MANAMA, Bahrain – Defense Secretary Chuck Hagel is opening the door for the U.S. to sell missile defense and other weapons systems to a group of U.S.-friendly Gulf nations. The move is intended to help counter Iran’s ballistic missiles, even as global powers ink a nuclear deal with Tehran.
In a speech to Gulf leaders today, Hagel makes it clear that the emerging agreement that would limit Iran’s nuclear program doesn’t mean the security threat from Tehran is over.
Hagel’s speech is meant to counter apprehension in the region that the Iran nuclear deal, coupled with U.S. budget pressures and the drawdown in Afghanistan, could signal a decline in America’s commitment to the region.
The Pentagon “will place even more emphasis on building the capacity of our partners in order to complement our strong military presence in the region,” Hagel said in remarks prepared for delivery today at a security conference in Bahrain. “Nations are stronger when they work together against common threats.”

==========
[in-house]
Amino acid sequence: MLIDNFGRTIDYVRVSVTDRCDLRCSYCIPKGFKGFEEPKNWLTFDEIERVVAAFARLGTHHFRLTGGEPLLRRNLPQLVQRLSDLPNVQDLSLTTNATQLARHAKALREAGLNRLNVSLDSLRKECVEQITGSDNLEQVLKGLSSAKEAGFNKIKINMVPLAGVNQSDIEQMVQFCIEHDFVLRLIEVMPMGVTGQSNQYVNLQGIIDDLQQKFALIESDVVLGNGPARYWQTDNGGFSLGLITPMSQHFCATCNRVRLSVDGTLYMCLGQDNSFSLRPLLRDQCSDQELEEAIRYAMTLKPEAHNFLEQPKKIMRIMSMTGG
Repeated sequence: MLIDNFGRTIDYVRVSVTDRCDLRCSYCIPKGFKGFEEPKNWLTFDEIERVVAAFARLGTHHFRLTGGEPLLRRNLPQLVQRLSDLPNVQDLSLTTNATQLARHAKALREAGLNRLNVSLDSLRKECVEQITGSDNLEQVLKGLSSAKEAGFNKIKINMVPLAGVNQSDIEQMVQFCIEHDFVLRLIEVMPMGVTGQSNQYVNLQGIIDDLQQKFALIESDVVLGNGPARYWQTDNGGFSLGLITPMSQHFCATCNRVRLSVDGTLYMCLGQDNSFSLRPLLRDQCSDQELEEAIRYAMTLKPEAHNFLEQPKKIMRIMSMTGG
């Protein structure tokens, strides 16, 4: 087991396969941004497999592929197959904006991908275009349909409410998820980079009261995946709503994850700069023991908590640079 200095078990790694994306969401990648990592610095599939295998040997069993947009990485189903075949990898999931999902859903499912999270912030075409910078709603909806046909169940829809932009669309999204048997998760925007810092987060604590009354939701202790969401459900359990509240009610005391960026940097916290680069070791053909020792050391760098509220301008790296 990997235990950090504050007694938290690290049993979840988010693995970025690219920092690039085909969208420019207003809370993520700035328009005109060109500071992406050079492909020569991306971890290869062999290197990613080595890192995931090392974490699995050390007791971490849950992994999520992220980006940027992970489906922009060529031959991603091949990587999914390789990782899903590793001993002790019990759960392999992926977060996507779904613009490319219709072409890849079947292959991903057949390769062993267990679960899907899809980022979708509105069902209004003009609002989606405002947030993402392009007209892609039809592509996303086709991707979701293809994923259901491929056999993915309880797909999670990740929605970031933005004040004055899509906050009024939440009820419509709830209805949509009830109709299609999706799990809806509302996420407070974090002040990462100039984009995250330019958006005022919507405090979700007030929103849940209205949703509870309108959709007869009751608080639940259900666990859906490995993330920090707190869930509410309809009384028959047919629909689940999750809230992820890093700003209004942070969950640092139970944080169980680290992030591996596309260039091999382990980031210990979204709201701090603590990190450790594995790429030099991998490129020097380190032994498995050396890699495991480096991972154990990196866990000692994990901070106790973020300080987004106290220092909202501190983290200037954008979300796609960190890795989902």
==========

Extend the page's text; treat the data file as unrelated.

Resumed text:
Washington has pushed for more than 20 years, particularly after Iraq’s invasion of Kuwait in 1990, for better defenses among a group of Gulf nations that includes longtime allies Saudi Arabia and Bahrain.
The interim Iran agreement carved out less than two weeks ago by major nations, including the U.S., would freeze parts of Iran’s nuclear program in exchange for some relief from crippling Western economic sanctions. The deal may open the door to warmer relations with the West, but it has escalated tensions in the Gulf region, where leaders worry that it could embolden Iran and destabilize the area.